6. 6.
    Laine J, Linna M, Noro A, Hakkinen U (2005) The cost efficiency and clinical quality of institutional long-term care for the elderly. Health Care Manage Sci 8:149–156CrossRefGoogle Scholar
  7. 7.
    Laine J, Linna M, Hakkinen U, Noro A (2005) Measuring the productive efficiency and clinical quality of institutional long-term care for the elderly. Health Econ 14:245–256CrossRefGoogle Scholar
  8. 8.
    Castle NG, Engberg J, Lave J, Fisher A (2009) Factors associated with increasing nursing home closures. Health Serv Res 44(3):1088–1109CrossRefGoogle Scholar
  9. 9.
    Bjorkgren MA, Hakkinen U, Miika L (2001) Measuring efficiency of long-term care units in Finland. Health Care Manage Sci 4:193–200CrossRefGoogle Scholar
  10. 10.
    Chesteen S, Helgheim B, Randall T, Wardell D (2005) Comparing quality of care in non-profit and for-profit nursing homes: a process perspective. J Oper Manage 23(2):229–242CrossRefGoogle Scholar
  11. 11.
    Tortosa MA, Granell R (2002) Nursing home voucher in Spain: a Valencian experience. Ageing Soc 22(6):669–687CrossRefGoogle Scholar
  12. 12.
    Castle N, Engbert J, Liu D (2007) Have nursing home compare quality measure scores changed over time in response to competition? Qual Saf Health Care 16:185–191CrossRefGoogle Scholar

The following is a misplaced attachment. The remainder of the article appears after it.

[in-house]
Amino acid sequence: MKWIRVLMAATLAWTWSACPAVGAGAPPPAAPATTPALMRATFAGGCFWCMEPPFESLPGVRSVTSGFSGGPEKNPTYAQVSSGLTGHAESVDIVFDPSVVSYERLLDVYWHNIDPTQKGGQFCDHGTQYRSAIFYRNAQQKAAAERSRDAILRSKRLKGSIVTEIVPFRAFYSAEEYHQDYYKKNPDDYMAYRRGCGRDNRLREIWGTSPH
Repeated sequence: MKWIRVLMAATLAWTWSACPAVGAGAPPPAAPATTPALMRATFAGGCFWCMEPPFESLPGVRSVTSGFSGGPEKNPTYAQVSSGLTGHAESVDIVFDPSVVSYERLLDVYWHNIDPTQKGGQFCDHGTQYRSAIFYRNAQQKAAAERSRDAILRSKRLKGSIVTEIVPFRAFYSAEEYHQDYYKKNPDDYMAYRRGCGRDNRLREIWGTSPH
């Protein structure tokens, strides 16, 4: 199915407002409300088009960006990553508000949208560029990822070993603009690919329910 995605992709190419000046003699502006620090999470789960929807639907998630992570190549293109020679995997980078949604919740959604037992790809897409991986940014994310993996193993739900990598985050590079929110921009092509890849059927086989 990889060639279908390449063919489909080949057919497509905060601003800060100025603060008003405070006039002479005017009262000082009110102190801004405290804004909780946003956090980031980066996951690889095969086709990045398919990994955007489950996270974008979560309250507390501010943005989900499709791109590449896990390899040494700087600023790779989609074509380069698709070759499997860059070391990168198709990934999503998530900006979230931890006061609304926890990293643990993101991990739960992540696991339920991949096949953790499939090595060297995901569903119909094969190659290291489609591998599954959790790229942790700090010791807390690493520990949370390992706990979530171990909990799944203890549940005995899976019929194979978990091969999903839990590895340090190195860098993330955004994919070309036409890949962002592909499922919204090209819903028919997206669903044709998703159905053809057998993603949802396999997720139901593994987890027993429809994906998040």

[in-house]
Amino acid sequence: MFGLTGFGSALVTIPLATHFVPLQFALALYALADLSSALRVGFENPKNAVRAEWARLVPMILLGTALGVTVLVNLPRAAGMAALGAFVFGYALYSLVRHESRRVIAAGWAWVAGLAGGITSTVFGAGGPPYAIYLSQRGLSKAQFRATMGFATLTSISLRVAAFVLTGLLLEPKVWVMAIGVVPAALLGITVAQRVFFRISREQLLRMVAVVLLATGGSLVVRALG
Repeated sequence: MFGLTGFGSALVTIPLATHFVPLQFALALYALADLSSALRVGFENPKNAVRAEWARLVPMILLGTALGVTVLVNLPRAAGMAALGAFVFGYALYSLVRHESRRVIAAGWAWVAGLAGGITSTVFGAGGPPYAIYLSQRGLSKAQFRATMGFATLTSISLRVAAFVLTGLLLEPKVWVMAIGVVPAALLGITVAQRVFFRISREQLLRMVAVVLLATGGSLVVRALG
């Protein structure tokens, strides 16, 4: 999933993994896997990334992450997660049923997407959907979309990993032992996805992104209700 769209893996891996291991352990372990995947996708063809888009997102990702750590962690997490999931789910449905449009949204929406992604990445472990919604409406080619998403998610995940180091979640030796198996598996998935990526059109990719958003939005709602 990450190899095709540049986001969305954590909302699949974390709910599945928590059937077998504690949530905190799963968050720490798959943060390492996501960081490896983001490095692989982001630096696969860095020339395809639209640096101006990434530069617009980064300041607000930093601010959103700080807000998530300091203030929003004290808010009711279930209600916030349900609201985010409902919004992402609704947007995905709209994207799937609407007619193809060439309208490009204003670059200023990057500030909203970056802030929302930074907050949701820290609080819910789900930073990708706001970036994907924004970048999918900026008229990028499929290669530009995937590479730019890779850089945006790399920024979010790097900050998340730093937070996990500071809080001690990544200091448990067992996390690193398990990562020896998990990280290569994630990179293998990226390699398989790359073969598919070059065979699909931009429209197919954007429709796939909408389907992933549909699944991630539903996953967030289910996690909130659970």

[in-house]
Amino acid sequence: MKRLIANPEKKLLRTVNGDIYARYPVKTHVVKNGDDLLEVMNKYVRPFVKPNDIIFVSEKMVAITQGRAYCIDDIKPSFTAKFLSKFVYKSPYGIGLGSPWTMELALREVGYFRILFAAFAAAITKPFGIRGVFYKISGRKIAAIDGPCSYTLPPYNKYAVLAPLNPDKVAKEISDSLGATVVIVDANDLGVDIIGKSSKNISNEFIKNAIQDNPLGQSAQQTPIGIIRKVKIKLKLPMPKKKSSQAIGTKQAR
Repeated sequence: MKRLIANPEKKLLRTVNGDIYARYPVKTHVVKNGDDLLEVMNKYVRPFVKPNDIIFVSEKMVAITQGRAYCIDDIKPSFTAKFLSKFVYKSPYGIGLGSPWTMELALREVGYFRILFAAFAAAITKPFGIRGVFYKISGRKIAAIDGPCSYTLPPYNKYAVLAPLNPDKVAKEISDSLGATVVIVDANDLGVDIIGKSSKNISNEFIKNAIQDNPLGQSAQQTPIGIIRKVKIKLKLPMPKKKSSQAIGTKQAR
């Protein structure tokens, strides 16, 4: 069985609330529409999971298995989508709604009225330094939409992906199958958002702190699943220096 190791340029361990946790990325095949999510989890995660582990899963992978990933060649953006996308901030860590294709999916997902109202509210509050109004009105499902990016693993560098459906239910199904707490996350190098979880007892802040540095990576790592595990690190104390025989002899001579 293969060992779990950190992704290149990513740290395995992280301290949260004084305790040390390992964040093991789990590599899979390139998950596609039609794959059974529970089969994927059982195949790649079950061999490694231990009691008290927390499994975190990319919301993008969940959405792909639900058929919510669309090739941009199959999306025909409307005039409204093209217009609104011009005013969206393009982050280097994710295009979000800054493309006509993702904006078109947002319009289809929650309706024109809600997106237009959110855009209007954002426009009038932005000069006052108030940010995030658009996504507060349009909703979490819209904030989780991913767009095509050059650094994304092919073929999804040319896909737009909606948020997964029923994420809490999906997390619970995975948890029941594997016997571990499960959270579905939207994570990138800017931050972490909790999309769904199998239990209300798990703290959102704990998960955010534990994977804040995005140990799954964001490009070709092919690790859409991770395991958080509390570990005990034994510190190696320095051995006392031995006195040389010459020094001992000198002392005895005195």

13. 13.
    Sainfort F, Ramsay J, Monato H Jr (1995) Conceptual and methodological sources of variation in measurement of nursing home quality: an evaluation of 24 models and an empirical study. Med Care Res Rev 52(1):60–87CrossRefGoogle Scholar
  14. 14.
    Donabedian A (1988) The quality of care: how can it be assessed? J Am Med Assoc 260(12):1743–1748CrossRefGoogle Scholar
  15. 15.
    Center for Health Systems Research and Analysis (2001) QI definitions. Online; accessed 12-April-2005; http://www.chsra.wisc.edu/CHSRA/PIP_ORYX_LTC/QI_Matrix/main.htm].
  16. 16.
    Nyman JA, Bricker DL (1989) Profit incentives and technical efficiency in the production of nursing home care. Rev Econ Stat 71(4):586–594CrossRefGoogle Scholar
  17. 17.
    Kooreman P (1994) Nursing home care in The Netherlands: a nonparametric analysis. J Health Econ 13:301–316CrossRefGoogle Scholar
  18. 18.
    Anderson RI, Shelton Weeks H, Hobbs BK, Webb JR (2003) Nursing homes quality, chain affiliation, profit status and performance. J Real Estate Res 25(1):43–60Google Scholar
  19. 19.
    Ozcan Y, Wogen SE, Wen Mau L (1998) Efficiency evaluation of skilled nursing facilities. J Med Syst 22(4):211–224CrossRefGoogle Scholar
  20. 20.
    Cooper WW, Seiford LM, Tone K (2006) Data envelopment analysis. Springer-Verlag, New YorkGoogle Scholar
  21. 21.
    Linn MW, Gurel L, Linn BS (1977) Patient outcome as a measure of quality of nursing home care. Am J Public Health 67(4):337–344CrossRefGoogle Scholar
  22. 22.
    Gertler PJ (1989) Subsidies, quality, and the regulation of nursing homes. J Public Econ 38:33–52CrossRefGoogle Scholar